There's no Teletubbies road, yet

TV Licensing plots children's TV programme inspired map of the UK

Ever wondered how your street came to take its name? To celebrate the launch of BBC’s Children’s television exhibition Here’s One We Made Earlier, at Salford’s Lowry Museum, TV Licensing has delved into its database to find road names which may have been inspired by or taken from the world of youngsters' TV.

With a database of over 31 million addresses in the UK, TV Licensing has plotted 250 streets and roads with connections to our favourite children’s TV programmes.

Acacia Road, home of Eric Wimp and his alter-ego Bananaman, is found in 39 locations across the UK whilst Ramsay Street, the fictional home of Neighbours, was found in nine towns and cities.  

The Wizards of Waverley Place may have been set on New York’s Manhattan Island, but the UK boasts at least 17 Waverley Places and although Paddington Bear was taken to Windsor Gardens in London by the Brown family, there are nearly 50 roads which share their name with the Peruvian bear’s adopted address.

Stephen Farmer, spokesperson for TV Licensing, said:

Children’s television makes a huge impression on all of us and I’d like to think a few town planners and builders have named streets and roads after their favourite childhood shows.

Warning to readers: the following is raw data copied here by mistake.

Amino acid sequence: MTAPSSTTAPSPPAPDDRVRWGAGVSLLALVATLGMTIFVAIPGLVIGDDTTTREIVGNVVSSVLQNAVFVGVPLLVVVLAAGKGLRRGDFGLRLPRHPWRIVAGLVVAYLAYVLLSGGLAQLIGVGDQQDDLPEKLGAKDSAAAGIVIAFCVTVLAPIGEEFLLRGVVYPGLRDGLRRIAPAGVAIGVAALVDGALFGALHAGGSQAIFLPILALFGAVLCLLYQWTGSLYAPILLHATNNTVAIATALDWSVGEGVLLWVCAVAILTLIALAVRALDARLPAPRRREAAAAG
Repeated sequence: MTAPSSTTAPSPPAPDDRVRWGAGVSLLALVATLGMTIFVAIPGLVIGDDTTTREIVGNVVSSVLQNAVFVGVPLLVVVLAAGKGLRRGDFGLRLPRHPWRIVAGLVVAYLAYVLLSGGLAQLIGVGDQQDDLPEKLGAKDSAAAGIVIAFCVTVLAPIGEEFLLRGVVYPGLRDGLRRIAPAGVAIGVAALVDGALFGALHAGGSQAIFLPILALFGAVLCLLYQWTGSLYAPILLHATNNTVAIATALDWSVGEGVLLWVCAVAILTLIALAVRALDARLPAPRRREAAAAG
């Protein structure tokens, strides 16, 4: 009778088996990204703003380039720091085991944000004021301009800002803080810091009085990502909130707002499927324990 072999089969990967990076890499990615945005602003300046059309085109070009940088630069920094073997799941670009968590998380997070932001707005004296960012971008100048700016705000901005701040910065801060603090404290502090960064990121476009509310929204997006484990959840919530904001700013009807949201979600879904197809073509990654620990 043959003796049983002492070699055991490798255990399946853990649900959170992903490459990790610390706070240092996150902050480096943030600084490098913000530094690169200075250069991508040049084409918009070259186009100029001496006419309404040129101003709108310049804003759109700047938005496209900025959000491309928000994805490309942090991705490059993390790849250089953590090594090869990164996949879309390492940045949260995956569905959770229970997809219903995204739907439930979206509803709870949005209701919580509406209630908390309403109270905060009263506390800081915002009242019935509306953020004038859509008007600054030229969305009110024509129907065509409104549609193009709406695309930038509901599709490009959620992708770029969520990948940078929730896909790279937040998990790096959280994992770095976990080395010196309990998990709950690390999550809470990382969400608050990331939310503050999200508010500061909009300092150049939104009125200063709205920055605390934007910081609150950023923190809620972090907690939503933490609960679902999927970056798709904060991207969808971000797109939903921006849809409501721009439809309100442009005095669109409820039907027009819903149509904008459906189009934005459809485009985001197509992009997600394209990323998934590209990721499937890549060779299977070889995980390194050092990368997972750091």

Living on a street which shares its name with your favourite TV character does not exempt you from needing a TV Licence if you’re watching or recording live TV programmes.So, whether you share your address with a fruit-eating superhero, migrant bear or an Australian cul-de-sac, you need to make sure you’re correctly licensed and you can do this by visiting

TeleScope 2014, a report released by TV Licensing, revealed an astonishing 89 per cent of children’s viewing time is still devoted to live TV programming.

Children spend two hours 23 minutes a day watching TV, an hour and a half less than the national average of three hours 55 minutes. Even though almost half of all children aged 5 to 15 use the likes of a PC or tablet to watch TV – nearly all (98 per cent) spend time sitting in front of the ‘traditional’ living room TV set, reveals the report. Read more about children’s viewing habits at

View the map of Children’s TV online

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